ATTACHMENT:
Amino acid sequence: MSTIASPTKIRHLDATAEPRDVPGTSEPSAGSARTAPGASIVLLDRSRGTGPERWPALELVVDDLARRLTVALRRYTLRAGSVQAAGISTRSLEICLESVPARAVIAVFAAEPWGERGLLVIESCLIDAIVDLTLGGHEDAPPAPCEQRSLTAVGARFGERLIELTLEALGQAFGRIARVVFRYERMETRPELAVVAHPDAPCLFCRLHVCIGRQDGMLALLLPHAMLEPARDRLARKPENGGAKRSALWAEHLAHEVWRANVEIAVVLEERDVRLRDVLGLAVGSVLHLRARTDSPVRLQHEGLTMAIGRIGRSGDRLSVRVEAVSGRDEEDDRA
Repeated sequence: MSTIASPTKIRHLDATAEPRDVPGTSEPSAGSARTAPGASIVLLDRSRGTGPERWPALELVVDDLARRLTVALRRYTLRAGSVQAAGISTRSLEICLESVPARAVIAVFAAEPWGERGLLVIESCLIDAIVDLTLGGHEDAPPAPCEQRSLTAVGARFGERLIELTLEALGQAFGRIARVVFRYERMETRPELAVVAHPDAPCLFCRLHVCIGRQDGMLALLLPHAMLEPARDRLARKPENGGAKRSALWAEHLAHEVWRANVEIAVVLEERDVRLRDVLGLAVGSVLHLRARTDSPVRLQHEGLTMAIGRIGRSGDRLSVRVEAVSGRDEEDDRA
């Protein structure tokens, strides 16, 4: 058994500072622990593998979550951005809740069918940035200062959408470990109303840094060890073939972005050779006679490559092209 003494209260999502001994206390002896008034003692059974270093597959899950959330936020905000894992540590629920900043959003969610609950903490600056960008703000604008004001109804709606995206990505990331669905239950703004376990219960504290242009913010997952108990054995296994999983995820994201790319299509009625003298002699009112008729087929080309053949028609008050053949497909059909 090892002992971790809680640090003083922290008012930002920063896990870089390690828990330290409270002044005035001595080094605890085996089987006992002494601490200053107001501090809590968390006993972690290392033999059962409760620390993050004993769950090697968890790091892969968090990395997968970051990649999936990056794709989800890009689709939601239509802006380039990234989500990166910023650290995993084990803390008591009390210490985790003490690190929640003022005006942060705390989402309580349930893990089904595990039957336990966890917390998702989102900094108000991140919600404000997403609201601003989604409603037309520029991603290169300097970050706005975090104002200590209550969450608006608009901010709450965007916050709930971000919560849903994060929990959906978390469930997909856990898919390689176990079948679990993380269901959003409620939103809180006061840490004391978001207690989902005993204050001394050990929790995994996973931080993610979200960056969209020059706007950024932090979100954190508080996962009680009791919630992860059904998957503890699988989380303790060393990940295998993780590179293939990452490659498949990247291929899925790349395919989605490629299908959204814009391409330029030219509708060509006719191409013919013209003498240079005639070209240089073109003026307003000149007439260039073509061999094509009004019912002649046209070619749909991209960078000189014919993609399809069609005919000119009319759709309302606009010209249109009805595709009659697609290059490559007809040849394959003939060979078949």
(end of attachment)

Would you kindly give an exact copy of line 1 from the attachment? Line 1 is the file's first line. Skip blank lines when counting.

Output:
Amino acid sequence: MSTIASPTKIRHLDATAEPRDVPGTSEPSAGSARTAPGASIVLLDRSRGTGPERWPALELVVDDLARRLTVALRRYTLRAGSVQAAGISTRSLEICLESVPARAVIAVFAAEPWGERGLLVIESCLIDAIVDLTLGGHEDAPPAPCEQRSLTAVGARFGERLIELTLEALGQAFGRIARVVFRYERMETRPELAVVAHPDAPCLFCRLHVCIGRQDGMLALLLPHAMLEPARDRLARKPENGGAKRSALWAEHLAHEVWRANVEIAVVLEERDVRLRDVLGLAVGSVLHLRARTDSPVRLQHEGLTMAIGRIGRSGDRLSVRVEAVSGRDEEDDRA